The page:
Canada or Cannabis

A few years ago, my mum took my brother and I on a whirlwind trip of Western Europe.  We went to Scotland, Holland, Belguim, France and England.  It was the trip of a lifetime and we enjoyed discovering many new cultures.

When my grandfather was in WWII, he served in Holland and his Regiment was part of the liberation of that country.  Visiting Anne Frank House and traveling along the canals were precious insights into my grandfather’s life.

While we were overseas, my mum felt that it was important for us to identify ourselves as Canadians – especially in Holland.  She had for each of us a pewter brooch to wear.

I am very thankful to be a Canadian and to enjoy the vast freedom and privileges of this great land so wearing a maple leaf was an easy thing to do.  Many people commented on our “Canadian-ness” and some even reminisced over Canada’s role in WWII.  Visiting the resistance museum was definitely a source of heart warming as recollections of Canadian service and sacrifice were identified.

All of this to say that I was proud to be identified by the maple leaf – the symbol of Canada.

One evening, we out doing some ‘touristy’ shopping in one of the squares (Amsterdam is laid out with a street running along the canal and then squares behind with more housing and shops).  We went into a tourist trap and the merchant approached us.  He congenially wrapped his arms around my mother and hugged her (I think there was probably some flirting going on).  “Ahhh, you are from Canada.  How wonderful!” he gushed.  My little brother has a Canadian flag tattooed on the back of his neck and the merchant thought this was ever so clever.  When he turned his attention to me, he smiled and quipped, “They are from Canada, but you, you are from Cannabis!”


The man was pointing at my maple leaf and grinning.  Now to appreciate this, you have to understand that the drug culture in Amsterdam is very liberal.  No one even bats an eye at marijuana use.

So how did he decide that I was from Cannabis?  My maple leaf looked as though it was blowing in the wind a bit.

I suppose that it would be possible to make the mistake but I was mortified!  I can tell you that when we left that store I removed the offending leaf and left it in my suitcase for the remainder of the trip.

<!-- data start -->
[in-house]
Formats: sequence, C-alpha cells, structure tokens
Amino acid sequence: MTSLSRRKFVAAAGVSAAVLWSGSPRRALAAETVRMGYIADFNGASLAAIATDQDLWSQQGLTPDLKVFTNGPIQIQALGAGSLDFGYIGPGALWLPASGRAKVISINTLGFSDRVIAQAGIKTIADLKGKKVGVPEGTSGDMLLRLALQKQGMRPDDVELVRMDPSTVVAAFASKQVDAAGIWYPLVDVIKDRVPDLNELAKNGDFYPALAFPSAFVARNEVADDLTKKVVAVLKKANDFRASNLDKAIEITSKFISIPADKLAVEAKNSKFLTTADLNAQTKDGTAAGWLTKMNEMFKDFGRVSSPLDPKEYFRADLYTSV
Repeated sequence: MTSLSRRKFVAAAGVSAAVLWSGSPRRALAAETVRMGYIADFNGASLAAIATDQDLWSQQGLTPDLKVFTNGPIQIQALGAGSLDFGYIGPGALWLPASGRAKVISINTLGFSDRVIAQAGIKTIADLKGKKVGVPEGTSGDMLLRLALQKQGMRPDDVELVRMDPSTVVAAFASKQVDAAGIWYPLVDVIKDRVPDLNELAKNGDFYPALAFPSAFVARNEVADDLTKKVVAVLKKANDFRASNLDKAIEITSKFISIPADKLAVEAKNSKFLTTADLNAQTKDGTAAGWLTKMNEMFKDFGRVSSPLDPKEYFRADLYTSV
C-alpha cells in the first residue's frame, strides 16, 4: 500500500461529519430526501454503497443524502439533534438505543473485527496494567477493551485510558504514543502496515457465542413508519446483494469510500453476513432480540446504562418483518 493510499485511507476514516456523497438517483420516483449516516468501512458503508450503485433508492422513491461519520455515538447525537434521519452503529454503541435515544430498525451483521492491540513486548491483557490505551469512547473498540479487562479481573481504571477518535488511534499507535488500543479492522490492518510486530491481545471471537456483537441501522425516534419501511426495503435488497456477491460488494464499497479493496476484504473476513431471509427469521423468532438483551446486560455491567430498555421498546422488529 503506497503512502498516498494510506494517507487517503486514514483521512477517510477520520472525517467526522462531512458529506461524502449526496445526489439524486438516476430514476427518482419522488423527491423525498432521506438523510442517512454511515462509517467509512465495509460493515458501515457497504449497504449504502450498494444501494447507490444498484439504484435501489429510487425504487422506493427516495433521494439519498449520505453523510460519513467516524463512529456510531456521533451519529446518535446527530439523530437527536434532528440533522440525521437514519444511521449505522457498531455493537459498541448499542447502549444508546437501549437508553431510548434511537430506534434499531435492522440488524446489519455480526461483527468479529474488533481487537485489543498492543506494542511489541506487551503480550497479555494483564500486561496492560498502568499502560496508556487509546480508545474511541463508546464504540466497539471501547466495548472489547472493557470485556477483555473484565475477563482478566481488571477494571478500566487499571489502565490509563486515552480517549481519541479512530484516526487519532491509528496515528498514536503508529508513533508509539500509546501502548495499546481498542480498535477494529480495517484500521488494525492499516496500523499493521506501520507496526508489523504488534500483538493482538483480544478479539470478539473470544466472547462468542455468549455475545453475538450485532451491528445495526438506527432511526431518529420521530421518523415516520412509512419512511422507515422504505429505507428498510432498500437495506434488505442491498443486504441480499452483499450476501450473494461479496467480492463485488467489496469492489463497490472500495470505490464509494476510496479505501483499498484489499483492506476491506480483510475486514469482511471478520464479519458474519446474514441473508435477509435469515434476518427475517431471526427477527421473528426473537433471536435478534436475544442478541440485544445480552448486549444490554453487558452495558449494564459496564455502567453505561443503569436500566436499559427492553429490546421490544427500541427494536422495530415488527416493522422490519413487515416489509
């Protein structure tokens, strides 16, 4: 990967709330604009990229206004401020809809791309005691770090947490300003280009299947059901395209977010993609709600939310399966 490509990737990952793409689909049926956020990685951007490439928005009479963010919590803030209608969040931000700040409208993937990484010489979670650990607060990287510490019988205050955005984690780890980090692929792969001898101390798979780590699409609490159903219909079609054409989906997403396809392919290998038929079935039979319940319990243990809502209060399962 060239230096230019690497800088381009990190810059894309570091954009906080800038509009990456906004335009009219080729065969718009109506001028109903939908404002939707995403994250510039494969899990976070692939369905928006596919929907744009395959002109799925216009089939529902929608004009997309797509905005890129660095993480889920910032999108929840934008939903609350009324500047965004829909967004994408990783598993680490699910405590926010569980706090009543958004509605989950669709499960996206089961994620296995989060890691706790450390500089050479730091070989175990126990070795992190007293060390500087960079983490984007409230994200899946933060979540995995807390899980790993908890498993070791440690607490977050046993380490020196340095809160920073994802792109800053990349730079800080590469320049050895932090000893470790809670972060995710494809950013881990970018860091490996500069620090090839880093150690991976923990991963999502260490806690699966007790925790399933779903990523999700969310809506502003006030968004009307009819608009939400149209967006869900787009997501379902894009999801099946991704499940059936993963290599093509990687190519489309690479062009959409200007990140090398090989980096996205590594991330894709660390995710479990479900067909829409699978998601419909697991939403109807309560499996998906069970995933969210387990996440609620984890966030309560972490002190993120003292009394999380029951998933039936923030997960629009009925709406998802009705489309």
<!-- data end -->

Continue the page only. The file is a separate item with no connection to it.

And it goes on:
In Canada, it is unlikely that anyone would have made that mistake.  We are all so proud of our Canadian heritage and because of our culture, it would not be the norm for someone to assume that I would cheerfully sport a cannabis leaf on my lapel. 

Because of where we were, something I was doing led to questions about what I stood for.  Even though I knew what I was doing, there were others who simply did not understand and my actions set an example that I did not intend nor support.

Romans 14:20
Do not destroy the work of God for the sake of food (or a lapel pin). All food (maple leaf lapel pin) is clean, but it is wrong for a man to eat (wear)  anything that causes someone else to stumble.

1 Corinthians 10:32
Do not cause anyone to stumble

Even though it was not my intention, what I did reflected something that was definitely no the message I wanted to send.   There will always be someone who doesn’t understand what or why we do what we do.  It is up to us to make every effort to live in such a way that all that we say and do brings glory to God.

1 Corinthians 8:6-8

6 yet for us there is but one God, the Father, from whom all things came and for whom we live; and there is but one Lord, Jesus Christ, through whom all things came and through whom we live.

 7 But not everyone knows this. Some people are still so accustomed to idols that when they eat such food they think of it as having been sacrificed to an idol, and since their conscience is weak, it is defiled. 8 But food does not bring us near to God; we are no worse if we do not eat, and no better if we do.

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